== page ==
On the other hand if you're making medical prostheses, one at a time, a 3D printer may be the only affordable way.

You just have to have perspective with this stuff. Or find it.
 

·
Registered
Joined
·
1,438 Posts
Reading the paper this morning, I see that Stratasys just agreed to buy MakerBot. 3D Systems, Stratasys, and MakerBot are the names that keep coming up repeatedly. Are there any other makers worth watching?

I'd like to know what hands-on experience tri-fivers have with this technology. What have you personally seen as far as the actual capabilities, quality and reliability of the systems, cost of consumables, etc.? What materials are they good at working with, and what are they not?

My understanding is that they're pretty good with a variety of plastics, and some metals. However, my engineering background does not include metallurgy or any other branch of materials science. So, I don't have a good grasp of what they can do and what they can't, and what they may be able to do in a couple of years.

Putting this in tri-five terms:

I'm sure I could use a 3D printer to make the big plastic washer that goes behind the door handles and window cranks, or the plastic door lock buttons.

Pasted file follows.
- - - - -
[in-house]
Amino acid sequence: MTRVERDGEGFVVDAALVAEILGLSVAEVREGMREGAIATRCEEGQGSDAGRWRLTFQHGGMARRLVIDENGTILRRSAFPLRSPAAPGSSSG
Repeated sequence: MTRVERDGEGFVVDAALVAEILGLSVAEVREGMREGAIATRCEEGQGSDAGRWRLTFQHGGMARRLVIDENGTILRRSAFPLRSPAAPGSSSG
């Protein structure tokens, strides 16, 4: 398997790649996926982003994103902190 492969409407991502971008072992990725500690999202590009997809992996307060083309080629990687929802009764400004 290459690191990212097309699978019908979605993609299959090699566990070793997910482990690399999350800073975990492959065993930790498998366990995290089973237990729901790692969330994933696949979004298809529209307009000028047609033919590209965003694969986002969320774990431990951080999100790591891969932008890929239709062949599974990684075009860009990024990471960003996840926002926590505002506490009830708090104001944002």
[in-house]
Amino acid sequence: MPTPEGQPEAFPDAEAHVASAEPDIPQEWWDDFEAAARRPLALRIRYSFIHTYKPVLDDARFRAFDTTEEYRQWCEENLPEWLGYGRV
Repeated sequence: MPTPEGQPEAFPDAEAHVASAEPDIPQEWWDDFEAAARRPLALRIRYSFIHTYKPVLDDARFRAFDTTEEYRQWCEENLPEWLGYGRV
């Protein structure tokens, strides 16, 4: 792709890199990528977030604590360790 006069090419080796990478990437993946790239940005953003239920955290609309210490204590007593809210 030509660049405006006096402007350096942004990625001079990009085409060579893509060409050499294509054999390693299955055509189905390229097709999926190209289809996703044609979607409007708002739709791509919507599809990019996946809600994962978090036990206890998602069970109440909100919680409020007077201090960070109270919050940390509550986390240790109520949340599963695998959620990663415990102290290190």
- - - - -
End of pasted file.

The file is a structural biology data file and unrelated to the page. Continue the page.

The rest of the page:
But - would it be possible to fabricate the door handles themselves? Would I be able to make just the handle, or would I be able to chrome it too?

What about if I was rebuilding an engine? Could I fabricate pistons and rings that would hold up as well as factory-made ones? (Those that follow this stuff know Egge is the only one who still makes 265 pistons, and they're pricey.)

Looking for insight and understanding....
To simply answer your question yes you can pretty much make any "small part with in reason, as far as durability we had fixtures made for our HAAS cnc machines using a cintered aluminum powder mixed with something else which I can't recall right now for a bonding agent and it worked flawlessly and was just as durable as if we hogged it out of a solid block of aluminum.

The one I own personally is not as sophisticated but I have used it to make structures, billboards, fences etc. on my model railroad. I have purchased cnc laser cut wood and plastic kits so I figured hey why not rapid prototype printer and it worked flawlessly. So as long as it could be measured completely on a CMM and all then drawn up in a computer program such as Pro E or Solid Works the printer could make a door handle washers a radio knob etc. The list is pretty much endless and with that plastic chroming technology they have now by just looking at it you owuld not be able to tell the difference between the original and the one made on the printer.
 
1 - 20 of 20 Posts
This is an older thread, you may not receive a response, and could be reviving an old thread. Please consider creating a new thread.
Top